Review Summary: New York cares. So should we still.
In a sense, Interpol's previous self-titled album was simultaneously a misnomer and the perfect title. Eponymous LPs are generally taken as statements of intent, from a group unified in sound and purpose. With the quartet's internal relationships becoming more tenuous and their musical tendencies rapidly diverging, releasing 'Interpol' was a sign that the original era of Interpol had ended, with a new period immediately marked by the sizable hole left by the enigmatic and magnetic Carlos Dengler.
Where Paul Banks and co. would go from album four was answered with live renditions of "Anywhere" and "My Desire", songs reminiscent of Antics outtakes, highlighting what the public has largely come to expect from the now trio from New York: Daniel Kessler's signature cutting guitar, Sam Fogarino's insistent drumming, and the languid yet strangely expressive vocals of Banks. Yet the difference is in the bass; Handled by the lead singer, the bass lines are less labyrinthine and disco-esque, handled with more of a propulsive nature, as is readily heard in the band's direct first single, "All The Rage Back Home". As Kessler's sweet, descending opening riff gives way to soaring tremolos in the chorus, Banks' simple basslines actually keep the momentum going on the lion's share of the ten songs heard on El Pintor, an album that stands as the band's best work since Antics.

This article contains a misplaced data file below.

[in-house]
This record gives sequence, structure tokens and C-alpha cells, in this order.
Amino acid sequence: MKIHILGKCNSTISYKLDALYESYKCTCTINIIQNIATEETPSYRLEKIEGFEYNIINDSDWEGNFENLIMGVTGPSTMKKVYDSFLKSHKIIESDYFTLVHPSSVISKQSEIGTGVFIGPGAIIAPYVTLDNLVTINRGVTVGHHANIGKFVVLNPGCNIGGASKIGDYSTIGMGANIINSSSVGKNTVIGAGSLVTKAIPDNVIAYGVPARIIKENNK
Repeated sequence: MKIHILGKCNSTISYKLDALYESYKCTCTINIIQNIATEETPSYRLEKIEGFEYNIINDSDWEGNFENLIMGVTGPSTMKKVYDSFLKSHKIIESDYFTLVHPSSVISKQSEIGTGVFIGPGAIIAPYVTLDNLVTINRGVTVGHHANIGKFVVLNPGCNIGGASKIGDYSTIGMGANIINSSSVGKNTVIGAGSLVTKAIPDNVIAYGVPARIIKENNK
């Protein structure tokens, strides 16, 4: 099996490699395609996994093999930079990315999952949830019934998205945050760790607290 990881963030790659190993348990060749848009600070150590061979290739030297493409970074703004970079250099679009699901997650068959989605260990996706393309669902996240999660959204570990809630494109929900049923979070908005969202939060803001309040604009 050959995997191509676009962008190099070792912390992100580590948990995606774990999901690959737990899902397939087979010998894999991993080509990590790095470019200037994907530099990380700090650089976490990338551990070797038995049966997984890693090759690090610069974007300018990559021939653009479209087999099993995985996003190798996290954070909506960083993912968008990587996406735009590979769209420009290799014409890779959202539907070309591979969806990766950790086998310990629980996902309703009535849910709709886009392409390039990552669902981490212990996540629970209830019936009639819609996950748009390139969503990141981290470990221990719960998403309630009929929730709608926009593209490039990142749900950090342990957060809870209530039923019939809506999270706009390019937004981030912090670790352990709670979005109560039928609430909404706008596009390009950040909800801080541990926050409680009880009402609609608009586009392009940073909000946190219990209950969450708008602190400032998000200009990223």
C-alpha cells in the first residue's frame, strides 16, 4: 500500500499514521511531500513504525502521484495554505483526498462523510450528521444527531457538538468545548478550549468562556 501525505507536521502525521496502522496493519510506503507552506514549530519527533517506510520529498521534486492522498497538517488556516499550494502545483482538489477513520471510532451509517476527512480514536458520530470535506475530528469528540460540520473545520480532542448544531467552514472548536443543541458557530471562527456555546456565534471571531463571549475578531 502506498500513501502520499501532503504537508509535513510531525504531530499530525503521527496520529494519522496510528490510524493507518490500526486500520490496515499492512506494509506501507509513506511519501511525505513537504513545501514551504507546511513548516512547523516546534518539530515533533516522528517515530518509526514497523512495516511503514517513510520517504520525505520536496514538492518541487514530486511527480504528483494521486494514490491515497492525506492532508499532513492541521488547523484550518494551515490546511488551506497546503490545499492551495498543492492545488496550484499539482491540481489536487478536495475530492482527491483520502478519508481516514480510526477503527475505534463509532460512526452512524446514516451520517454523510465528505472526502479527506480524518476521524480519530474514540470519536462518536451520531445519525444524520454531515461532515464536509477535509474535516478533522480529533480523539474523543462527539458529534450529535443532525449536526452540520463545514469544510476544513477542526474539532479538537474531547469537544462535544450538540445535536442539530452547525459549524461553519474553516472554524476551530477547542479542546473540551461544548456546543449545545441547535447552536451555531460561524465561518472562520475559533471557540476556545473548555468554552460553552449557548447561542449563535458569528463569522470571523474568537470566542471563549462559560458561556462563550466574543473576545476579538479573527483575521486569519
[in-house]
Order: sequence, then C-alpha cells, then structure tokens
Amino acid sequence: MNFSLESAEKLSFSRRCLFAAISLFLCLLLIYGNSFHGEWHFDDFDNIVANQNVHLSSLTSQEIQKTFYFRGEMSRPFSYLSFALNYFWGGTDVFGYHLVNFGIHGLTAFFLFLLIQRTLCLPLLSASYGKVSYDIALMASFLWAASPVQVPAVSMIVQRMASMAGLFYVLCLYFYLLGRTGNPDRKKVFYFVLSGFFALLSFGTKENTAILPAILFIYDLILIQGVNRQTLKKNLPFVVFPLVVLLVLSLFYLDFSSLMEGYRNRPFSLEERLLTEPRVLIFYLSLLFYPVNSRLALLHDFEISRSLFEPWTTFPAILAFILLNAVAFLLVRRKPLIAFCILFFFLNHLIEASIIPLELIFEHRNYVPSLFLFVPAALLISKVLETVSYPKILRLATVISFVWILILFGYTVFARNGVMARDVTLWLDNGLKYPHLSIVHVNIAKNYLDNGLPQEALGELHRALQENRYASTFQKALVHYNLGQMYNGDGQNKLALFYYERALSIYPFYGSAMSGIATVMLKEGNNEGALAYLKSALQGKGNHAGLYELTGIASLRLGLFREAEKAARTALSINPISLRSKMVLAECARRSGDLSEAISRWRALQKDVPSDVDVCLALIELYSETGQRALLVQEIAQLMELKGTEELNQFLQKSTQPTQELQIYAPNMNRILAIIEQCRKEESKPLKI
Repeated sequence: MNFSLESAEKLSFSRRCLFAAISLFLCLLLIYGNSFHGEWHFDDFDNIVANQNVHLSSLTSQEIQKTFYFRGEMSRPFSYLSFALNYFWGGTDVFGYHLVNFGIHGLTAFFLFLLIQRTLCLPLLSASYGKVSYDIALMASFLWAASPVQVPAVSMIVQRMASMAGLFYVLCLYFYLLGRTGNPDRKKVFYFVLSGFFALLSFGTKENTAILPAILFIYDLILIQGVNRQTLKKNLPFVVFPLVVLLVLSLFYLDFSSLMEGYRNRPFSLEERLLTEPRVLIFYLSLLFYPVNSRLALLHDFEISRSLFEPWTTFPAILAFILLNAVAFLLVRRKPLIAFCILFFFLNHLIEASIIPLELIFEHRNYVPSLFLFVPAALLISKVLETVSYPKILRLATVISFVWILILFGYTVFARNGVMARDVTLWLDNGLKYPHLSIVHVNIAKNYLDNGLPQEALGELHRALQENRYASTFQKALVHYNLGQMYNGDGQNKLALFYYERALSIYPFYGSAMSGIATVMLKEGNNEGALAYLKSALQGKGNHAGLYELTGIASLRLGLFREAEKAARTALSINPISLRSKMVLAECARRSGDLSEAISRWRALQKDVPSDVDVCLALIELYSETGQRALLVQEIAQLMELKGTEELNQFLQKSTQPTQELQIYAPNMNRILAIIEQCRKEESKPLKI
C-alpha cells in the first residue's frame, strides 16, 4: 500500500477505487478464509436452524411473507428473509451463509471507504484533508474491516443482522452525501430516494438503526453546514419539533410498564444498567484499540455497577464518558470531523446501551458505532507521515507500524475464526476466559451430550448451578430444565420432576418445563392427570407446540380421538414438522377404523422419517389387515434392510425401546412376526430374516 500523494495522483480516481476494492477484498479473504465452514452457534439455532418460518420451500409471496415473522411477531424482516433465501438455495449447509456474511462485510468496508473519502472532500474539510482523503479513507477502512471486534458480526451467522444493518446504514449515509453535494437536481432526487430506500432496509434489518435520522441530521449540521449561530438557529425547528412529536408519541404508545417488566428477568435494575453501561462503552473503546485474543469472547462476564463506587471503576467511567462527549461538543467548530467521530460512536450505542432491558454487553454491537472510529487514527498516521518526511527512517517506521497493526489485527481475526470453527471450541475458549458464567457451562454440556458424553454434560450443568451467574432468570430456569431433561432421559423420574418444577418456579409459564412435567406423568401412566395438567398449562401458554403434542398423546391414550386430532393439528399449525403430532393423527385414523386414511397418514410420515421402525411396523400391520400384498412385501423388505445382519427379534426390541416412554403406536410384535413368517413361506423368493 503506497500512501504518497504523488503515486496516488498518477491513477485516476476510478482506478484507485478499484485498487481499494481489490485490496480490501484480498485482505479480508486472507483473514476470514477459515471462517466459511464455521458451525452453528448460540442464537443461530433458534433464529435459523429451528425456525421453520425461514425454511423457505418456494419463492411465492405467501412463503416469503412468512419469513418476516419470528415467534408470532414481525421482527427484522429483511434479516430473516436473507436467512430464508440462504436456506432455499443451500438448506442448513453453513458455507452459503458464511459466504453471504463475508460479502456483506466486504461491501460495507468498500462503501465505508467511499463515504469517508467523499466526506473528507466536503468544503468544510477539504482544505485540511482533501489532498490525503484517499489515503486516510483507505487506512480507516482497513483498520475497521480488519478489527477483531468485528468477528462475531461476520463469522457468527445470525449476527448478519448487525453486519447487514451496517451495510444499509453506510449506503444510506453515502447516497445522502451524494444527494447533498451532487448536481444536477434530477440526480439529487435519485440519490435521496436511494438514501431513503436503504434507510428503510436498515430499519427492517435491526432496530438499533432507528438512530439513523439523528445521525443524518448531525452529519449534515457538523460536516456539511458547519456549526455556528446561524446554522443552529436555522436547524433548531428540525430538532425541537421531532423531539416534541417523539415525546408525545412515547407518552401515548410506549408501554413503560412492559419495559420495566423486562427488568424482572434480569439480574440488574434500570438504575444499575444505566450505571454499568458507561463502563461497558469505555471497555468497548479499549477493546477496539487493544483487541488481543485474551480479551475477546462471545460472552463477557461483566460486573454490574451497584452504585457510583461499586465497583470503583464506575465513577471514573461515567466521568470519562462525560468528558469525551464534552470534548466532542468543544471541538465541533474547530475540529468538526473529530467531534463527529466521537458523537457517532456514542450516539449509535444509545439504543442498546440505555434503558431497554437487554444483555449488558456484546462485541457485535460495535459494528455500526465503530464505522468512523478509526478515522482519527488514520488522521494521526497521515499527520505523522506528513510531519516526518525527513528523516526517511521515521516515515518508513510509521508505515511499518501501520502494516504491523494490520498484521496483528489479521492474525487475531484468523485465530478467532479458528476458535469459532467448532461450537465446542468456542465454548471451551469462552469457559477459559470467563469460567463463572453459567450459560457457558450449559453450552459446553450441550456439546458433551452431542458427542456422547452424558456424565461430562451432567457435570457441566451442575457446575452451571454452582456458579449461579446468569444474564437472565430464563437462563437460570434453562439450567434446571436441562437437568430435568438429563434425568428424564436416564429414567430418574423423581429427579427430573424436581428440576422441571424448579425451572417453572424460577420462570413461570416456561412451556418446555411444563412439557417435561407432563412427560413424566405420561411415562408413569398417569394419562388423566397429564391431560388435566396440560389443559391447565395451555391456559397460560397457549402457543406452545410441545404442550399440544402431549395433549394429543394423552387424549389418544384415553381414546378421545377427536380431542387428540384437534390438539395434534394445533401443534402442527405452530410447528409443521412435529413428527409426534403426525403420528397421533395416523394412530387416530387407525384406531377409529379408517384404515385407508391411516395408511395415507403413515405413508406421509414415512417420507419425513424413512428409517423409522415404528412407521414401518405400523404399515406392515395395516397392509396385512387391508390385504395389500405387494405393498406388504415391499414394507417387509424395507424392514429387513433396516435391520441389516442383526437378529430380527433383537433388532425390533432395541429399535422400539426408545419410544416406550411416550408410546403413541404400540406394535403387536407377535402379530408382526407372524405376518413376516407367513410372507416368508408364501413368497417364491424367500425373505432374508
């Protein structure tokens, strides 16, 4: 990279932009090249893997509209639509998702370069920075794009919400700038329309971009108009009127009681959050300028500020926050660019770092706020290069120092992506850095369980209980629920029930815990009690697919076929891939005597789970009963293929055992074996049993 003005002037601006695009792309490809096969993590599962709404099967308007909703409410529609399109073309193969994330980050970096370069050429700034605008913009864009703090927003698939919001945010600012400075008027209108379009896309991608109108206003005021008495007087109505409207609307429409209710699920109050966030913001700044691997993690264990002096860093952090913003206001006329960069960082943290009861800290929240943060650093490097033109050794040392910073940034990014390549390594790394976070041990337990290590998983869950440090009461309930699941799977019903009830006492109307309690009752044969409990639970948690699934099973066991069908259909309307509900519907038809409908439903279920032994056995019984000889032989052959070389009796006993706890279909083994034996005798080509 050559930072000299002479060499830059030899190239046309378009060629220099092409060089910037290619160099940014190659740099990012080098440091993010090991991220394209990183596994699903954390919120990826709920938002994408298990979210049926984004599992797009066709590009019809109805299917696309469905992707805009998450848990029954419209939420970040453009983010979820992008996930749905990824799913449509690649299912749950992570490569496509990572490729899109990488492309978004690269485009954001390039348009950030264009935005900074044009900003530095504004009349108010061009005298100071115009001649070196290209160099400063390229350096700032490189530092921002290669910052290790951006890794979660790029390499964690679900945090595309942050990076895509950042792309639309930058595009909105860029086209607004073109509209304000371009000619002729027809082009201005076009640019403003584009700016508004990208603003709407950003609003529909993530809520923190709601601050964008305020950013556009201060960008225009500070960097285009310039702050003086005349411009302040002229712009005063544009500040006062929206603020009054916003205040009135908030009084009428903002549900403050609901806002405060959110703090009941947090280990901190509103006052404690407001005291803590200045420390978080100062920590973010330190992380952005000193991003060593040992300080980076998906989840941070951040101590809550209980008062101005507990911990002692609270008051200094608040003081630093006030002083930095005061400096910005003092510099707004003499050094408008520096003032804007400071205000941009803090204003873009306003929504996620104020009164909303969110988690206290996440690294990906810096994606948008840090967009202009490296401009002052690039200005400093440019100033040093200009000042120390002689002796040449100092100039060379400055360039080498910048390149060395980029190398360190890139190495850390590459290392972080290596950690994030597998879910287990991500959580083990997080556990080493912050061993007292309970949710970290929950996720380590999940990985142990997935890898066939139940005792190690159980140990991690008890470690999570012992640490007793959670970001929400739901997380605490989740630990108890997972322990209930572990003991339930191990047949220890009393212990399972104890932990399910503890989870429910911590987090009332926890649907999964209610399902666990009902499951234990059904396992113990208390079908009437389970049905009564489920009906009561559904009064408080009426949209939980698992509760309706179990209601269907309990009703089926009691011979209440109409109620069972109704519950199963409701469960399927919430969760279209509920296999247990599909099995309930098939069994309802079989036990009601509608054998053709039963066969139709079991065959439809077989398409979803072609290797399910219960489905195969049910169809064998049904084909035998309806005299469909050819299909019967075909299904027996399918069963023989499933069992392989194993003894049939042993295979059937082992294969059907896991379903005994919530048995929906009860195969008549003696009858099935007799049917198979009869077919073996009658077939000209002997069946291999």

Lyrically, Banks is dealing with familiar territory, as themes of despair and remaining stagnant pop up in several places within the album. "It's time for a change of heart," Banks pleads on "My Desire", as Fogarino's hi-hat pattern and Kessler's flighty guitar part gradually build to a satisfying climax. Songs such as "My Blue Supreme" (with the frank lyric "There's someone that I'm dying to be") and the aptly titled "Everything Is Wrong" visit similar desires, yet are replete with an energy and driving force that Interpol's previous two releases often lacked. "*** the ancient ways/ They are heretofore/ Show no claim", Banks croons on "Ancient Ways", the album's most relentless, teeth-bearing and surprising track. Kessler lets loose an almost grunge-like guitar line and Fogarino beats out his most intense drumming since the outro in "Obstacle 1". Yet the song's astounding success rests in Alan Moulder's superb mixing, allowing a song that easily could have been repetitive and stale to reveal subtle changes in instrumentation and balance.
The album ends on a predictably somber note, with the dark yet elegant one-two of "Tidal Wave" and "Twice as Hard". Yet the final track caps off a direct and energetic set from New York's princes of doom, a group that many may have written off. By replacing the at times empty sprawl of Our Love To Admire and taming the experimental tendencies of their self-titled album, Interpol have created ten tracks that find the band beginning to reclaim the ground that once unequivocally owned. Fans of their immaculate debut may continue to yearn for a sequel to Turn On The Bright Lights, an document of post 9-11 paranoia and New York City's resilience. But Interpol have charted a new trajectory known only to the three members currently in the lineup, and while their niche can be limited, they still have their impeccable musicianship and ability to surprise. *** the ancient ways. The new Interpol have arrived.